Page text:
Sajid Javid has pledged to increase the national living wage to £10.50 an hour and lower the age at which workers are entitled to it from 25 to 21.
In his speech at the Conservative Party conference today, the Chancellor of the Exchequer said the government would increase the national living wage – currently £8.21 – by 27% over the next five years.
For the national living wage to reach £10.50 by 2024, workers on this rate of pay would see their hourly rate increase by roughly 5% each year until then. It is not known whether younger workers who earn the national minimum wage would receive pay rises at the same rate.
While fewer age bands will make the system a little easier for employers to understand, it means a significant increase in hourly pay for some workers which some small businesses may struggle to achieve,” – Kate Palmer, Peninsula
Javid said: “Over the next five years, we will make the UK one of the first major economies in the world to end low pay altogether.
“To do that, I am setting a new target for the national living wage: raising it to match two-thirds of median earnings.
That means, on current forecasts, this ambitious plan will bring the national living wage up to £10.50, giving four million people a well-earned pay rise.”
The national living wage is currently on target to reach 60% of median earnings by 2020, but Javid plans to increase this to 66% by 2024. Without this increase, the national living wage would be forecast to reach £9.55 by 2024.
The age threshold for the national living wage will be reduced in two stages. From 2021 it would drop from 25 to 23; and in 2024 those aged 21 and over would qualify. This would require legislative change.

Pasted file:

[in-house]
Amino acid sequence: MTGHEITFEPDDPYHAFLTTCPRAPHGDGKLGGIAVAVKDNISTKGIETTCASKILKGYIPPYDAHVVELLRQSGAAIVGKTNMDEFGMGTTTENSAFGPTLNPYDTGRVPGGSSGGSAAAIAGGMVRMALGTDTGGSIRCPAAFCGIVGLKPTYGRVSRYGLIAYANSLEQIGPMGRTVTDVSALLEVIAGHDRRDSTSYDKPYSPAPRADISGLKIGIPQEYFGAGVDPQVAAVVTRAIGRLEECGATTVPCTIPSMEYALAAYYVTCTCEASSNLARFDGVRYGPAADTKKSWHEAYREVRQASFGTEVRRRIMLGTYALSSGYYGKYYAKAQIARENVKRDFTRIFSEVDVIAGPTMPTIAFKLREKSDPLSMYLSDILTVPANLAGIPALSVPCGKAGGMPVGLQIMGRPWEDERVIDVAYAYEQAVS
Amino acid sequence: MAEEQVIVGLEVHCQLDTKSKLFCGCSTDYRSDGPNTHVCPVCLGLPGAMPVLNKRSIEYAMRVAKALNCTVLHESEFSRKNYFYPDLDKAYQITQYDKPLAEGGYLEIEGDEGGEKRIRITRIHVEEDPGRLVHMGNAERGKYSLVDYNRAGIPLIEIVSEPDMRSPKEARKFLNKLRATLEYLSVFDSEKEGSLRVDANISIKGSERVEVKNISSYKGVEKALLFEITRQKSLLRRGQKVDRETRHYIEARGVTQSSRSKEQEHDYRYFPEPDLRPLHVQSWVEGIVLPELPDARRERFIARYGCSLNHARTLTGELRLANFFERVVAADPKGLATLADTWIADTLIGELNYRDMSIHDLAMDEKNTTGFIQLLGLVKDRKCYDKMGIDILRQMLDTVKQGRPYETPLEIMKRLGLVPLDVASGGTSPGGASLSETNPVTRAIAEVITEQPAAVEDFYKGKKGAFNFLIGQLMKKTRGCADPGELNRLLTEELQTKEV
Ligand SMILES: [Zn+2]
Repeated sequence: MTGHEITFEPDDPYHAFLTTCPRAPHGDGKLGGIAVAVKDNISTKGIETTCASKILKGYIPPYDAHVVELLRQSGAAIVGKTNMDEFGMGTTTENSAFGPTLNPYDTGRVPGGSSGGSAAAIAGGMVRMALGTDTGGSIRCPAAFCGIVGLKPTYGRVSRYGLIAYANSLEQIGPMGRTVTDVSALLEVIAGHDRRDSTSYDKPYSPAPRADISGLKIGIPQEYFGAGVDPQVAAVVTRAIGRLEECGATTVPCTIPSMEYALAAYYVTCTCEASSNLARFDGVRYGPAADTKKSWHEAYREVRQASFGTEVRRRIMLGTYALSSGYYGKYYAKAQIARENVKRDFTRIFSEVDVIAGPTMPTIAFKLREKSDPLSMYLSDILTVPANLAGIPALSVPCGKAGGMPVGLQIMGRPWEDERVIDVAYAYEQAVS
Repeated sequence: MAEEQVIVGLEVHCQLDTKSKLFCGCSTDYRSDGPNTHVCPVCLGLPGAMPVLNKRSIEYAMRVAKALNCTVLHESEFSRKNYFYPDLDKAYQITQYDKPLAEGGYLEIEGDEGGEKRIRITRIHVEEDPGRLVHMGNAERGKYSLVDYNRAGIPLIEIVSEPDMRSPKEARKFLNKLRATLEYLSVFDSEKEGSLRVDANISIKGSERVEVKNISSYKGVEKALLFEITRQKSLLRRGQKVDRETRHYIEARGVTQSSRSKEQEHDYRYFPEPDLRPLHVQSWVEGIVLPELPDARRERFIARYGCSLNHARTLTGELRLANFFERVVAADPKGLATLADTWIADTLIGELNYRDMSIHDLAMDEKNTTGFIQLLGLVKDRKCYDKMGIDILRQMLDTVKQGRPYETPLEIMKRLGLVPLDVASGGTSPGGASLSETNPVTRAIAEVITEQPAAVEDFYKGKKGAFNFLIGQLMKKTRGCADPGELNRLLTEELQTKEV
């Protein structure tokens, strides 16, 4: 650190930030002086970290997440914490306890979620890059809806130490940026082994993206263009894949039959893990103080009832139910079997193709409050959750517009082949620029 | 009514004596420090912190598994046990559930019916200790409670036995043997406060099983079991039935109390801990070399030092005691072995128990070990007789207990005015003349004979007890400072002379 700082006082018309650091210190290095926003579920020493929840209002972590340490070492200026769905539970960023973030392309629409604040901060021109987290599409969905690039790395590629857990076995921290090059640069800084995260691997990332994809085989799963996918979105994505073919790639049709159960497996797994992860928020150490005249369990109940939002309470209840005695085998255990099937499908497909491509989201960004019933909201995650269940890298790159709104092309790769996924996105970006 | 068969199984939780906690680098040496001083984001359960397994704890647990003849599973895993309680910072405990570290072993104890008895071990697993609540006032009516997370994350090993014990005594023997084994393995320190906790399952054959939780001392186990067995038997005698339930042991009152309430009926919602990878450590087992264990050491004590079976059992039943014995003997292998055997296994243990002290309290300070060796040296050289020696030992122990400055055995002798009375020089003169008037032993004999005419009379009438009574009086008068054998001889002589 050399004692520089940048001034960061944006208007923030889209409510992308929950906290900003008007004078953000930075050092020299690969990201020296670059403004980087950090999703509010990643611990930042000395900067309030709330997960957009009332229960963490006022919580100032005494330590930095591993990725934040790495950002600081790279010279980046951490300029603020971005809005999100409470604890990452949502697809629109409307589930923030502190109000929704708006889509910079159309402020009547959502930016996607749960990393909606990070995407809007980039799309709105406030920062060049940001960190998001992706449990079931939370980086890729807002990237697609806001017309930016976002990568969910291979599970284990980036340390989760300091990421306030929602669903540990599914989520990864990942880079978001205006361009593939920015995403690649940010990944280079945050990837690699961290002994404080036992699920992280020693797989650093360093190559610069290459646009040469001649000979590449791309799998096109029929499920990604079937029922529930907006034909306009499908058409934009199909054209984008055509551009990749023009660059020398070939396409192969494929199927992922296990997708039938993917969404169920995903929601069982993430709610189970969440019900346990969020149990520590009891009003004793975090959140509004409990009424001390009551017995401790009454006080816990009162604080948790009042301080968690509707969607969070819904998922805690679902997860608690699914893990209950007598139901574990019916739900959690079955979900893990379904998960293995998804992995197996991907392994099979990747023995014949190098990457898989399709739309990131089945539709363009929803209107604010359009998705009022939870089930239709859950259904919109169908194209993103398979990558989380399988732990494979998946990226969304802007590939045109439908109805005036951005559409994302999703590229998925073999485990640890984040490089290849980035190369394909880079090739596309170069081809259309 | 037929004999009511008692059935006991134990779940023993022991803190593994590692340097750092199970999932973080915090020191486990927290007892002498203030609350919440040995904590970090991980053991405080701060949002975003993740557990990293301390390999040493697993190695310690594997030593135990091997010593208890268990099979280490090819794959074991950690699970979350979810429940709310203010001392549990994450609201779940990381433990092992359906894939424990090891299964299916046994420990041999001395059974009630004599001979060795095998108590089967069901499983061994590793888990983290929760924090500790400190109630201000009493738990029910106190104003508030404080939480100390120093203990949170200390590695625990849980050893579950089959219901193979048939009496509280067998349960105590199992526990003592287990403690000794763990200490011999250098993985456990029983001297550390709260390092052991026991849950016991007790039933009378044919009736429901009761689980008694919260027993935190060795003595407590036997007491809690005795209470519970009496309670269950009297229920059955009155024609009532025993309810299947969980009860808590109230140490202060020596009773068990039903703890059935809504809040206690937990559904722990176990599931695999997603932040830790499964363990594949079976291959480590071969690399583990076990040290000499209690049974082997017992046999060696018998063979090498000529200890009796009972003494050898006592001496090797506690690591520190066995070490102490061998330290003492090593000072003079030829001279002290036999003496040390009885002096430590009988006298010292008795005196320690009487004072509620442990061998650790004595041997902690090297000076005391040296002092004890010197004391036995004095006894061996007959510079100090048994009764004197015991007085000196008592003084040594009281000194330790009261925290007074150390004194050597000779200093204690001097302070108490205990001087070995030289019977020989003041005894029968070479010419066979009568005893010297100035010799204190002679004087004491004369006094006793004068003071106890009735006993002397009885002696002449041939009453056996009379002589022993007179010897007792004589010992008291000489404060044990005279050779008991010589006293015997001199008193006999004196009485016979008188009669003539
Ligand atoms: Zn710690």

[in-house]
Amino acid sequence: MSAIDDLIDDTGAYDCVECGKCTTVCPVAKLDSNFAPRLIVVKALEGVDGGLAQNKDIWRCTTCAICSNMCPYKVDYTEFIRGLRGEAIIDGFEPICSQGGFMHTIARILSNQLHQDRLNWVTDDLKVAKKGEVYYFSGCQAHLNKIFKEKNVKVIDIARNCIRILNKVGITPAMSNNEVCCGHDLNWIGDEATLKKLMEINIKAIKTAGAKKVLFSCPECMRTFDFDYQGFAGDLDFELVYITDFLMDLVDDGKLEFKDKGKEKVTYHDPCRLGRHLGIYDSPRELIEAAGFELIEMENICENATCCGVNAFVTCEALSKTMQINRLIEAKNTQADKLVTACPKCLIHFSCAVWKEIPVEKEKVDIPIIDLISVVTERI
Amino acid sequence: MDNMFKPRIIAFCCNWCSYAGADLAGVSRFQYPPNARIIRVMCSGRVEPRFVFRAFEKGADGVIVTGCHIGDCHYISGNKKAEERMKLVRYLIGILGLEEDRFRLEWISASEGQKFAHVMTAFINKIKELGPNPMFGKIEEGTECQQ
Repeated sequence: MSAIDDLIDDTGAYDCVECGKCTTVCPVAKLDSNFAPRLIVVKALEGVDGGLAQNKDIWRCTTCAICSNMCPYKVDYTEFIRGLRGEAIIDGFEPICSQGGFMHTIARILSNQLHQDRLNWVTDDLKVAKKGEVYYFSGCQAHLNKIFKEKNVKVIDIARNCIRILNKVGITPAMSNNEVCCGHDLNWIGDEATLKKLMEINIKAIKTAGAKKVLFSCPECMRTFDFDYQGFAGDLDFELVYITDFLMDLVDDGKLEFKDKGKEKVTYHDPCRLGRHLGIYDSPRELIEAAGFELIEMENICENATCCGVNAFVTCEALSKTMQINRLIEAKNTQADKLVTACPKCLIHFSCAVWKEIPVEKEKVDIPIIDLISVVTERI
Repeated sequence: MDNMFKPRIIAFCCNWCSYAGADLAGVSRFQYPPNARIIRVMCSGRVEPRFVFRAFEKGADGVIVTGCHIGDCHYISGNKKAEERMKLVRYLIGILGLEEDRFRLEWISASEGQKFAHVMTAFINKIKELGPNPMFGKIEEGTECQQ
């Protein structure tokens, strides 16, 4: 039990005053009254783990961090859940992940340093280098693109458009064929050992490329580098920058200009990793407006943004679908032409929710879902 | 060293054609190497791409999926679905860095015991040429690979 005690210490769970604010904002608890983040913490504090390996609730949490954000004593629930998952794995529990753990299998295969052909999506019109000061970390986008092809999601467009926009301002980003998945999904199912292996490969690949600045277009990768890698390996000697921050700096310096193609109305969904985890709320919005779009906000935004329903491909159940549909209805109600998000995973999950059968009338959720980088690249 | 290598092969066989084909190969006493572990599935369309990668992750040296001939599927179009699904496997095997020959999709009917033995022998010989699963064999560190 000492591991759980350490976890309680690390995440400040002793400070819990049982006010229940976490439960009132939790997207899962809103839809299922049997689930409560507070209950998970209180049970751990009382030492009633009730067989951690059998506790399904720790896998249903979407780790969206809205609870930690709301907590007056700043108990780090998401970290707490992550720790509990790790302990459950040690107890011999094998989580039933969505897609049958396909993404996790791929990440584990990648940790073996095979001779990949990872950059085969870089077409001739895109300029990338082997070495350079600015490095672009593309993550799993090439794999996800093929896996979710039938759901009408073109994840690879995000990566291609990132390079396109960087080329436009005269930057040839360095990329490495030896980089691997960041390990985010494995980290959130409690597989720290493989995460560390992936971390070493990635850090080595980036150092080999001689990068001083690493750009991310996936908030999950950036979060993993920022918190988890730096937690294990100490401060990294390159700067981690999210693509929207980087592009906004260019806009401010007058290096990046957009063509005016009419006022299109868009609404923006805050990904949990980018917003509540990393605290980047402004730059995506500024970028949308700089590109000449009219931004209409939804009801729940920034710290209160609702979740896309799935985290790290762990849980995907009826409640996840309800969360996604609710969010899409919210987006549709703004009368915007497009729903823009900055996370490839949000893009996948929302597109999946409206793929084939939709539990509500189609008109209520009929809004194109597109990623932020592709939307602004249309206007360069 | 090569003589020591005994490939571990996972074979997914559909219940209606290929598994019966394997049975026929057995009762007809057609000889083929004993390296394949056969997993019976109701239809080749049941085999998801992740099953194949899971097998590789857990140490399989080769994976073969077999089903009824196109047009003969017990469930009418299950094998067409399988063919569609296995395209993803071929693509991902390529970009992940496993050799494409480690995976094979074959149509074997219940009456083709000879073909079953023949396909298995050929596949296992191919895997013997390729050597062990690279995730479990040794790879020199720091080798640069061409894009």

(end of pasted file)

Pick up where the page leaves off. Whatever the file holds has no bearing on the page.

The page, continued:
Javid said lowering the age threshold for the national living wage from 25 to 21 would “help the next generation of go-getters get ahead” and “reward the hard work of all millennials”.
In response to Javid’s pledge, CBI director-general Dame Carolyn Fairbairn said pay rises would only be sustainable if productivity is increased, “The success of the independent Low Pay Commission has been its evidence-based approach to increasing wages without damaging job prospects. The Commission will work best if it retains the ability to judge the pace and affordability of any future wage rises.”
Kate Palmer, associate director of advisory at employment law consultancy Peninsula, said the increase are likely to hit employers hard. “While fewer age bands will make the system a little easier for employers to understand, it means a significant increase in hourly pay for some workers which some small businesses may struggle to achieve.
“Fortunately, the advance announcement of the pay increase will mean that some forward planning is possible, and budgets can be set accordingly. Despite this, the overall effect will not change; employee wages will get higher,” she said.
The voluntary Living Wage, set by the Living Wage Foundation, is currently £9.00 per hour or £10.55 in London.
Dr Adam Marshall, director general of the British Chambers of Commerce, said: “The government’s ambition to raise and simplify the national living wage is laudable but the path to doing so must be on the basis of clear economic evidence, with ample time for businesses to adjust to any changes.
“Companies already face significant cumulative employment costs, including pensions auto-enrolment, immigration skills charge and the apprenticeship levy, so government must take action to alleviate the heavy cost-burden facing firms, or risk denting productivity and competitiveness.”